When I first became a partner at Goldman Sachs, a senior partner had a chat with me and said two things: “You’re expected to keep all your shares in the firm” and then, “When your epitaph is written, and it’s nine paragraphs long, no more than two should be about your career at Goldman Sachs.” And if you look at my predecessors, you’d have to say that not more than two of them, of their nine paragraphs, would be about Goldman Sachs.

Fed Chairman Ben Bernanke asked whether there was a fundamental divide between client business and proprietary trading?

If you separate principal activity, risk taking, from the advice business, I think the world will be kind of a poorer place. Think of the things, the economic activities, the role that banks, and particularly investment banking plays it’s to help capital accumulate, to help identify needs, to help allocate that capital. And so you have to step in and mediate it, often by extending your balance sheet in the interim. If you can’t do that activity, no doubt, business will get done, but it will be far less nimble.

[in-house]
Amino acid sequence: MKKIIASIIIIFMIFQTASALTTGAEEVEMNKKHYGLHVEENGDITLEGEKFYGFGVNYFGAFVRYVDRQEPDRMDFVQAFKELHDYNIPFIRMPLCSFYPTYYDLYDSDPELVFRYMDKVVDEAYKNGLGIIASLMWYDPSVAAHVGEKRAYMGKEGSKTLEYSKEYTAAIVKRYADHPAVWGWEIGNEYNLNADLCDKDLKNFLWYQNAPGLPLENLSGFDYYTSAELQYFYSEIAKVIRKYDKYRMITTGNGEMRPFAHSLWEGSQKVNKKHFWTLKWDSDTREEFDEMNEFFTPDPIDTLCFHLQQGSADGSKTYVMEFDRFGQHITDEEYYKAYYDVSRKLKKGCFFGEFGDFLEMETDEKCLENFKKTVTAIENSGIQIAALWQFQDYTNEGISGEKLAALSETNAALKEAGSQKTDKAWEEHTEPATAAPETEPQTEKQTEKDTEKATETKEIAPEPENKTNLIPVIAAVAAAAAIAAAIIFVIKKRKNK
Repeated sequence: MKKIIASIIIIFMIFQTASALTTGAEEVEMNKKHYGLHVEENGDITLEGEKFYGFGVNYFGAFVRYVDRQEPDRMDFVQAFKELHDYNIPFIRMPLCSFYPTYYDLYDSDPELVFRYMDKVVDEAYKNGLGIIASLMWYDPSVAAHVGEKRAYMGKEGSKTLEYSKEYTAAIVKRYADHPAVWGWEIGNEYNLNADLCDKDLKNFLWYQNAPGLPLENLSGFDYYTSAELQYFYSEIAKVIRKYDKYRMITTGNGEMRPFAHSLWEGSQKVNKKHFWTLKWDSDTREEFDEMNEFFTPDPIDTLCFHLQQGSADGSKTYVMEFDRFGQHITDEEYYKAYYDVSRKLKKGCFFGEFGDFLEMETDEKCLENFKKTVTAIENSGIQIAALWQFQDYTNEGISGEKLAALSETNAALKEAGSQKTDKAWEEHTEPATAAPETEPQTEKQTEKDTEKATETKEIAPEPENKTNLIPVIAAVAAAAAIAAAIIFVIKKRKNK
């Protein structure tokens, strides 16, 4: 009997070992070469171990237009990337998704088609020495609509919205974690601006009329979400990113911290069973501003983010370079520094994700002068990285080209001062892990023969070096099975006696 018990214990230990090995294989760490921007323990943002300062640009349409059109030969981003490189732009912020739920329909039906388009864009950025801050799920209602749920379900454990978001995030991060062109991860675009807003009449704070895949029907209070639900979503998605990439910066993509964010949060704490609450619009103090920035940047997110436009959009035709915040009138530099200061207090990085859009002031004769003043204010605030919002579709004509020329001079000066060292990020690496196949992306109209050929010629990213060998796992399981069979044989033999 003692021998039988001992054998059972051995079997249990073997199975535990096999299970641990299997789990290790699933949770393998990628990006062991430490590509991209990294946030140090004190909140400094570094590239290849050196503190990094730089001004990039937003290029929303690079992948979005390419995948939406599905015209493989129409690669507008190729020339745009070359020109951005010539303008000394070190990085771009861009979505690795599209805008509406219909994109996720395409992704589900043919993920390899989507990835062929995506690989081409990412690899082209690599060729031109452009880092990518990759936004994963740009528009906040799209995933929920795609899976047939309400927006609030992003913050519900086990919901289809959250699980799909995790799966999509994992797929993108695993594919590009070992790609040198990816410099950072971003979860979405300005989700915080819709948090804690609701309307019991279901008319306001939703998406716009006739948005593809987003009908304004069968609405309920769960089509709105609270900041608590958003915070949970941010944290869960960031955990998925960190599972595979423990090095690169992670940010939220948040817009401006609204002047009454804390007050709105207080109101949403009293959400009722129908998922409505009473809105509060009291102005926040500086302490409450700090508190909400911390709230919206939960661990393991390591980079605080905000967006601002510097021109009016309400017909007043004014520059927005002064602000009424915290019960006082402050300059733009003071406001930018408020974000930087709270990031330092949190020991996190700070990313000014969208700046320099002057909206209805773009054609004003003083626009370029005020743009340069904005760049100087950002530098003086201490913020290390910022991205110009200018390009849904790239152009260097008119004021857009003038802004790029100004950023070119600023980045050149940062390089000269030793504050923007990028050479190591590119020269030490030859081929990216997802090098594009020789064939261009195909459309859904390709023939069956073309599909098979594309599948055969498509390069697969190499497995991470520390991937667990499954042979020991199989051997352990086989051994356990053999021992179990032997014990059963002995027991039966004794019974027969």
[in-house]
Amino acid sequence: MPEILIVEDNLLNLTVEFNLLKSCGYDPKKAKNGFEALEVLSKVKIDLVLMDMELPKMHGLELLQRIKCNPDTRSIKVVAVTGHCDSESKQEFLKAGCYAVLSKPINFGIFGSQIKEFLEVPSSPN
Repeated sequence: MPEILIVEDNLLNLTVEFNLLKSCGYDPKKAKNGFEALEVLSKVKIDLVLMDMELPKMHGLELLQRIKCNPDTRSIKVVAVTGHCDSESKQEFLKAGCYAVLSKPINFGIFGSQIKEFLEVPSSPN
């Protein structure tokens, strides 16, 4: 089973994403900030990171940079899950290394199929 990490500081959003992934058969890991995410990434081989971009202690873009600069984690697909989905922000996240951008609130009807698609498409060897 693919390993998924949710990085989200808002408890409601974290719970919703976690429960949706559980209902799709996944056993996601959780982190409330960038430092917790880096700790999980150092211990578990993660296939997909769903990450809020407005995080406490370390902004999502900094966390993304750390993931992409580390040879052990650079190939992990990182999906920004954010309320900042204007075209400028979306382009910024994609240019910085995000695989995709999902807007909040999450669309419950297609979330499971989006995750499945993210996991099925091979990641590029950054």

How do you keep tabs on the information flow?

We have a pretty flat organization. And I would say I don’t have to invite people into coming into my office. I think people feel it is their right. They behave that way and they don’t even have to assert that right. I hope they use some judgment, but I never want them to hesitate to tell me something that would have been the stitch in time.

You’re said to make a 100 phone calls a day. Is that how you stay in tune?

I grew up in the middle of a trading room, and it’s just all noise and you can’t break anything out. But if somebody 30 or 40 yards away from you, in just the din of the white noise and said something that was wrong or the opposite, the whole room comes to a dead stop and everyone stops to stare. It’s the same way with my phone calls.

What are the skills and expertise you look for in board members?